A scientific conception of social relations must follow the same method of procedure. In ethics our facts are subjective relations affecting conduct, and the generalisation or “law” we seek must be an ideal abstraction; one not alone determined by present phenomena, but by the past, and affording us a Type for which we may scan the future, thus rising to a higher abstract conception, yet in accordance with its concretes, by which both the source of “right” conduct may be defined, and its ultimate end determined. Conduct, past, present, and future; the crude conceptions of the primitive races, the highest aspirations of living souls, as well as the ultimate aim of human conduct—the goal of progress—must be brought under the scope of one general law, which, while in agreement with all the multitudinous facts of past phases of social life, and explaining their shortcomings, will present us with a moral Type consonant with the empirical genesis of what may be admitted to have now become incorporated into organic form; but at the same time affording an inspiration which will illume the present with the conscious recognition of an Ideal in which may be seen reflected “the glory of the human.”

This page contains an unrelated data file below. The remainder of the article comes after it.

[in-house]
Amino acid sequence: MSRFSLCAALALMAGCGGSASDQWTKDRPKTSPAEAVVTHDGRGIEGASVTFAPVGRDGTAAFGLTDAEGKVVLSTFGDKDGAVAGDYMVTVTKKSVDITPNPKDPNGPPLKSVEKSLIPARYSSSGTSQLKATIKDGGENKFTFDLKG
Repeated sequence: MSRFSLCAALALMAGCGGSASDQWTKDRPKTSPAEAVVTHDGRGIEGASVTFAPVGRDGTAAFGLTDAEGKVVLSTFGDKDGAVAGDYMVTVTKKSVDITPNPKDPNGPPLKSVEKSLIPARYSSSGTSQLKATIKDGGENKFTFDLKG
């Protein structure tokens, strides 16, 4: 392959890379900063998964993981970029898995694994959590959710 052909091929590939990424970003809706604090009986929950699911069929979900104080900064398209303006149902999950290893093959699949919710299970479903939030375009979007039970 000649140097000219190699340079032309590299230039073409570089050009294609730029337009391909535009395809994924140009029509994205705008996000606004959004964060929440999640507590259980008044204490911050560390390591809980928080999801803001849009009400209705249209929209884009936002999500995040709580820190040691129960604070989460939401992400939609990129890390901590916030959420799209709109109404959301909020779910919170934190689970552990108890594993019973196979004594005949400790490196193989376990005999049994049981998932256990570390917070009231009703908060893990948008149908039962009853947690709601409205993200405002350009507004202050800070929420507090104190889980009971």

How far the current theories of ethics approach this standard, we may the better understand by a rapid criticism, which will also the better enable us to graps the fundamental law constituting the basis of action, and determine both the nature of “right” and give shipe to the requisite determining rules of conduct. For this purpose we may divide current theories of ethics under four heads:
(I) Egoistic Hedonism; (2) Universalistic Hedonism (Utilitarianism); (3) Intuitive Ethics; (4) Evolutional Ethics.
I. Egoistic Hedonism.—Hedonism, from the Greek […], “pleasure,” makes this the sole motive for action.